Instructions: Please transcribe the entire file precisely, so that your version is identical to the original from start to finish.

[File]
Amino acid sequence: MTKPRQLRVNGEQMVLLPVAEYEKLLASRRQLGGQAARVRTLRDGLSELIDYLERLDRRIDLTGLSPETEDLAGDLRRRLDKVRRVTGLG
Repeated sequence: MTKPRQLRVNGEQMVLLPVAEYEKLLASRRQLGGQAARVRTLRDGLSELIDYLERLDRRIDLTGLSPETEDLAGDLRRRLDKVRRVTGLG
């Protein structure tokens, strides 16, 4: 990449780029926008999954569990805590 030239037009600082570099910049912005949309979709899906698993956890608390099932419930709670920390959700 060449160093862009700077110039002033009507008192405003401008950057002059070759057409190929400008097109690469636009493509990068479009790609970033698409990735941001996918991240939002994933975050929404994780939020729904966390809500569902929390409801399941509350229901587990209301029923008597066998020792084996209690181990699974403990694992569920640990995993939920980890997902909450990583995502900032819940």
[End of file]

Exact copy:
Amino acid sequence: MTKPRQLRVNGEQMVLLPVAEYEKLLASRRQLGGQAARVRTLRDGLSELIDYLERLDRRIDLTGLSPETEDLAGDLRRRLDKVRRVTGLG
Repeated sequence: MTKPRQLRVNGEQMVLLPVAEYEKLLASRRQLGGQAARVRTLRDGLSELIDYLERLDRRIDLTGLSPETEDLAGDLRRRLDKVRRVTGLG
């Protein structure tokens, strides 16, 4: 990449780029926008999954569990805590 030239037009600082570099910049912005949309979709899906698993956890608390099932419930709670920390959700 060449160093862009700077110039002033009507008192405003401008950057002059070759057409190929400008097109690469636009493509990068479009790609970033698409990735941001996918991240939002994933975050929404994780939020729904966390809500569902929390409801399941509350229901587990209301029923008597066998020792084996209690181990699974403990694992569920640990995993939920980890997902909450990583995502900032819940």